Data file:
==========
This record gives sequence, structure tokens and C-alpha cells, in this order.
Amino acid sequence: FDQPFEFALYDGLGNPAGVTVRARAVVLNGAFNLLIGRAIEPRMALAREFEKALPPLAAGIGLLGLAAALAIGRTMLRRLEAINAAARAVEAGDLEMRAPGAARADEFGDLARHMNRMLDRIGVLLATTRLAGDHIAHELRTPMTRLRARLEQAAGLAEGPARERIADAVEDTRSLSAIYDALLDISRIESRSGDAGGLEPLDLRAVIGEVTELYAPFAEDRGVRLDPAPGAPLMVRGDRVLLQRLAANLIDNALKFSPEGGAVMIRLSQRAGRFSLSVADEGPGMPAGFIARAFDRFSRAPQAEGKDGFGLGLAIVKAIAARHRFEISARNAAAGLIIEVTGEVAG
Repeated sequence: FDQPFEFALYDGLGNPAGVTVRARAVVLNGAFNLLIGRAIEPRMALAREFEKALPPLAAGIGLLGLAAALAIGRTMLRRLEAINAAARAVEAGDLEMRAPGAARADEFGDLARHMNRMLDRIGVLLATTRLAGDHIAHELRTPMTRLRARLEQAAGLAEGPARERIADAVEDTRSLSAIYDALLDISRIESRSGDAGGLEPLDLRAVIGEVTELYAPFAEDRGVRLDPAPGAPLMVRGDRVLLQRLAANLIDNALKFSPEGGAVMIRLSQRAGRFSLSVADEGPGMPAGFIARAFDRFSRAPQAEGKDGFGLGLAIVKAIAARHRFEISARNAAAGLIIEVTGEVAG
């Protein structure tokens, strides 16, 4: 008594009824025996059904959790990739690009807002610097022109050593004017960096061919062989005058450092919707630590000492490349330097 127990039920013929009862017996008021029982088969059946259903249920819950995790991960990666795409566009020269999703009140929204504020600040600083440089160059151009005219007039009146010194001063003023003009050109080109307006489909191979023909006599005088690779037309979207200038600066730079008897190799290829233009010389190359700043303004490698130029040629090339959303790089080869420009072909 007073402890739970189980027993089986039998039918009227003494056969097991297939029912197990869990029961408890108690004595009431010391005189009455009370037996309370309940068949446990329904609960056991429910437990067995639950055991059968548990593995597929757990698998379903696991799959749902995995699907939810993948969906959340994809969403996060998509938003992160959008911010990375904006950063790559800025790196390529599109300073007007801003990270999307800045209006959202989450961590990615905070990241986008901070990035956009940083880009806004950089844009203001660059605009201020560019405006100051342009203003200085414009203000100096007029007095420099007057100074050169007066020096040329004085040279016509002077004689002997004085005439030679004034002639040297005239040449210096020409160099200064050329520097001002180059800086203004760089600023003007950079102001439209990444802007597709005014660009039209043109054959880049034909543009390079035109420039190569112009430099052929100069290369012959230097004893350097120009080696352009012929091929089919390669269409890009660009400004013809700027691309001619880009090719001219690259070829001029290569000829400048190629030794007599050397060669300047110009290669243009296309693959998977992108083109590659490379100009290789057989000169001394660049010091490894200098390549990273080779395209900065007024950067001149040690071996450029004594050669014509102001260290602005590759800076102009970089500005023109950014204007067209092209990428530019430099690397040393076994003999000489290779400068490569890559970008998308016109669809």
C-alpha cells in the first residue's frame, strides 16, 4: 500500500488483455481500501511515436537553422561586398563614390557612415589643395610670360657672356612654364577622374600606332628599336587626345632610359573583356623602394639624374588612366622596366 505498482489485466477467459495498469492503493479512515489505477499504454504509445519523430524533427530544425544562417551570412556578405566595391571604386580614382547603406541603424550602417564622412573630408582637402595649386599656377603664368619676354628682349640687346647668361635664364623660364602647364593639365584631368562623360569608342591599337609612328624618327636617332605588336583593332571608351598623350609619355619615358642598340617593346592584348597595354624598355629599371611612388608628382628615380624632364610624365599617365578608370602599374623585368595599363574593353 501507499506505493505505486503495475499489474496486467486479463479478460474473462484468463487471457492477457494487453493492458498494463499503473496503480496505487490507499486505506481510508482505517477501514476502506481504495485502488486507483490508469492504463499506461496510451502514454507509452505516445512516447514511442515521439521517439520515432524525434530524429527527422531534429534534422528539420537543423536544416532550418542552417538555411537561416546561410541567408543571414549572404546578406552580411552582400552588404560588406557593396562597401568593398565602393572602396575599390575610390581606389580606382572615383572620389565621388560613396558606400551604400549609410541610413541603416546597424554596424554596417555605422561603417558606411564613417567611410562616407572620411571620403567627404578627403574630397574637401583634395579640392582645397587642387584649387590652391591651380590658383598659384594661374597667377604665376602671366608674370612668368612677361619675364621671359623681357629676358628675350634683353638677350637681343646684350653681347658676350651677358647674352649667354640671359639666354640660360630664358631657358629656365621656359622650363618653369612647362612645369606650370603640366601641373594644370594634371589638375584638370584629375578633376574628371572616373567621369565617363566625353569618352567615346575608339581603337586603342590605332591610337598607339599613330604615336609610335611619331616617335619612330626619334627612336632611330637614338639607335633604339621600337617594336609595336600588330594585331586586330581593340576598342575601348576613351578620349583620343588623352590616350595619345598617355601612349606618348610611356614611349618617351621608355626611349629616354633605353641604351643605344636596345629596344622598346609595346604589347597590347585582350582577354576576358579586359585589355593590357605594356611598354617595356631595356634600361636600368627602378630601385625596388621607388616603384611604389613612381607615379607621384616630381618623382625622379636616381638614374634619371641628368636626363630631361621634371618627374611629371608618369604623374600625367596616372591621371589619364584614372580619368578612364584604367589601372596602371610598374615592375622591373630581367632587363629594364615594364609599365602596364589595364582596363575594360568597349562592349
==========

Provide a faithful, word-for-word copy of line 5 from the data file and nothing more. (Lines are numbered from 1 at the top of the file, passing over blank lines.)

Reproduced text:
C-alpha cells in the first residue's frame, strides 16, 4: 500500500488483455481500501511515436537553422561586398563614390557612415589643395610670360657672356612654364577622374600606332628599336587626345632610359573583356623602394639624374588612366622596366 505498482489485466477467459495498469492503493479512515489505477499504454504509445519523430524533427530544425544562417551570412556578405566595391571604386580614382547603406541603424550602417564622412573630408582637402595649386599656377603664368619676354628682349640687346647668361635664364623660364602647364593639365584631368562623360569608342591599337609612328624618327636617332605588336583593332571608351598623350609619355619615358642598340617593346592584348597595354624598355629599371611612388608628382628615380624632364610624365599617365578608370602599374623585368595599363574593353 501507499506505493505505486503495475499489474496486467486479463479478460474473462484468463487471457492477457494487453493492458498494463499503473496503480496505487490507499486505506481510508482505517477501514476502506481504495485502488486507483490508469492504463499506461496510451502514454507509452505516445512516447514511442515521439521517439520515432524525434530524429527527422531534429534534422528539420537543423536544416532550418542552417538555411537561416546561410541567408543571414549572404546578406552580411552582400552588404560588406557593396562597401568593398565602393572602396575599390575610390581606389580606382572615383572620389565621388560613396558606400551604400549609410541610413541603416546597424554596424554596417555605422561603417558606411564613417567611410562616407572620411571620403567627404578627403574630397574637401583634395579640392582645397587642387584649387590652391591651380590658383598659384594661374597667377604665376602671366608674370612668368612677361619675364621671359623681357629676358628675350634683353638677350637681343646684350653681347658676350651677358647674352649667354640671359639666354640660360630664358631657358629656365621656359622650363618653369612647362612645369606650370603640366601641373594644370594634371589638375584638370584629375578633376574628371572616373567621369565617363566625353569618352567615346575608339581603337586603342590605332591610337598607339599613330604615336609610335611619331616617335619612330626619334627612336632611330637614338639607335633604339621600337617594336609595336600588330594585331586586330581593340576598342575601348576613351578620349583620343588623352590616350595619345598617355601612349606618348610611356614611349618617351621608355626611349629616354633605353641604351643605344636596345629596344622598346609595346604589347597590347585582350582577354576576358579586359585589355593590357605594356611598354617595356631595356634600361636600368627602378630601385625596388621607388616603384611604389613612381607615379607621384616630381618623382625622379636616381638614374634619371641628368636626363630631361621634371618627374611629371608618369604623374600625367596616372591621371589619364584614372580619368578612364584604367589601372596602371610598374615592375622591373630581367632587363629594364615594364609599365602596364589595364582596363575594360568597349562592349